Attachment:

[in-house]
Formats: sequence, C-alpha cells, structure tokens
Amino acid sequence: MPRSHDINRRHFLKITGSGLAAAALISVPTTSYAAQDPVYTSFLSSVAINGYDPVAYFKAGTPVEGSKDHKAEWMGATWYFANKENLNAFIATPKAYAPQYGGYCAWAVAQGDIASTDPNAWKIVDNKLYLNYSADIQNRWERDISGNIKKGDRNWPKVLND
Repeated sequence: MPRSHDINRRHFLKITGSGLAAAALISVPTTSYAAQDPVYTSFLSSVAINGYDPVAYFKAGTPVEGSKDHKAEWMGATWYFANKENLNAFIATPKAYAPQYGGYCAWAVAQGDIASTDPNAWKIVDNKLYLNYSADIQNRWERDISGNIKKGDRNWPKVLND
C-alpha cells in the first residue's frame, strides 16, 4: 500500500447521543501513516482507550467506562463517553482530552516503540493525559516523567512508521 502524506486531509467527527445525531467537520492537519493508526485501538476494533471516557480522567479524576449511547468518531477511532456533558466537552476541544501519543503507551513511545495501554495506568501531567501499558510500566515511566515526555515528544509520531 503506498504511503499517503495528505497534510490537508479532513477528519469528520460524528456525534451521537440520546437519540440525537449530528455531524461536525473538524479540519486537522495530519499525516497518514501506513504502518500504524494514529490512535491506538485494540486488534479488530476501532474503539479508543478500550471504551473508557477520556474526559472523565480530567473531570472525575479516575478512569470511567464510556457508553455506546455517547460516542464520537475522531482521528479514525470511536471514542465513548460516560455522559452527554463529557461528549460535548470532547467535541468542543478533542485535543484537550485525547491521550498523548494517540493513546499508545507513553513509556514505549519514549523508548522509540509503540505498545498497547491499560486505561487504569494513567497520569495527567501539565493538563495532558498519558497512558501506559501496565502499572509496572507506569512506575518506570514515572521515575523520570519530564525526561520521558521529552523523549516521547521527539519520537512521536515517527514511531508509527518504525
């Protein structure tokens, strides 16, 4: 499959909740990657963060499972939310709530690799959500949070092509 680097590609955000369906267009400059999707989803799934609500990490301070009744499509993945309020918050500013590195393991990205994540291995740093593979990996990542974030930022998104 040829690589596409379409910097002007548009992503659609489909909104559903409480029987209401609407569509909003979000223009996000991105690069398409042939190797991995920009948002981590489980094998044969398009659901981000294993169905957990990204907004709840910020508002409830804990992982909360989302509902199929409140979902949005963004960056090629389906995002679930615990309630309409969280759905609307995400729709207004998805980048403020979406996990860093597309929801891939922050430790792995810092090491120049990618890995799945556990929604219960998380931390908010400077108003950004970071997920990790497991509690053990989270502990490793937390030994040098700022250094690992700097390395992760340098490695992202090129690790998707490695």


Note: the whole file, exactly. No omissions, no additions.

[in-house]
Formats: sequence, C-alpha cells, structure tokens
Amino acid sequence: MPRSHDINRRHFLKITGSGLAAAALISVPTTSYAAQDPVYTSFLSSVAINGYDPVAYFKAGTPVEGSKDHKAEWMGATWYFANKENLNAFIATPKAYAPQYGGYCAWAVAQGDIASTDPNAWKIVDNKLYLNYSADIQNRWERDISGNIKKGDRNWPKVLND
Repeated sequence: MPRSHDINRRHFLKITGSGLAAAALISVPTTSYAAQDPVYTSFLSSVAINGYDPVAYFKAGTPVEGSKDHKAEWMGATWYFANKENLNAFIATPKAYAPQYGGYCAWAVAQGDIASTDPNAWKIVDNKLYLNYSADIQNRWERDISGNIKKGDRNWPKVLND
C-alpha cells in the first residue's frame, strides 16, 4: 500500500447521543501513516482507550467506562463517553482530552516503540493525559516523567512508521 502524506486531509467527527445525531467537520492537519493508526485501538476494533471516557480522567479524576449511547468518531477511532456533558466537552476541544501519543503507551513511545495501554495506568501531567501499558510500566515511566515526555515528544509520531 503506498504511503499517503495528505497534510490537508479532513477528519469528520460524528456525534451521537440520546437519540440525537449530528455531524461536525473538524479540519486537522495530519499525516497518514501506513504502518500504524494514529490512535491506538485494540486488534479488530476501532474503539479508543478500550471504551473508557477520556474526559472523565480530567473531570472525575479516575478512569470511567464510556457508553455506546455517547460516542464520537475522531482521528479514525470511536471514542465513548460516560455522559452527554463529557461528549460535548470532547467535541468542543478533542485535543484537550485525547491521550498523548494517540493513546499508545507513553513509556514505549519514549523508548522509540509503540505498545498497547491499560486505561487504569494513567497520569495527567501539565493538563495532558498519558497512558501506559501496565502499572509496572507506569512506575518506570514515572521515575523520570519530564525526561520521558521529552523523549516521547521527539519520537512521536515517527514511531508509527518504525
């Protein structure tokens, strides 16, 4: 499959909740990657963060499972939310709530690799959500949070092509 680097590609955000369906267009400059999707989803799934609500990490301070009744499509993945309020918050500013590195393991990205994540291995740093593979990996990542974030930022998104 040829690589596409379409910097002007548009992503659609489909909104559903409480029987209401609407569509909003979000223009996000991105690069398409042939190797991995920009948002981590489980094998044969398009659901981000294993169905957990990204907004709840910020508002409830804990992982909360989302509902199929409140979902949005963004960056090629389906995002679930615990309630309409969280759905609307995400729709207004998805980048403020979406996990860093597309929801891939922050430790792995810092090491120049990618890995799945556990929604219960998380931390908010400077108003950004970071997920990790497991509690053990989270502990490793937390030994040098700022250094690992700097390395992760340098490695992202090129690790998707490695």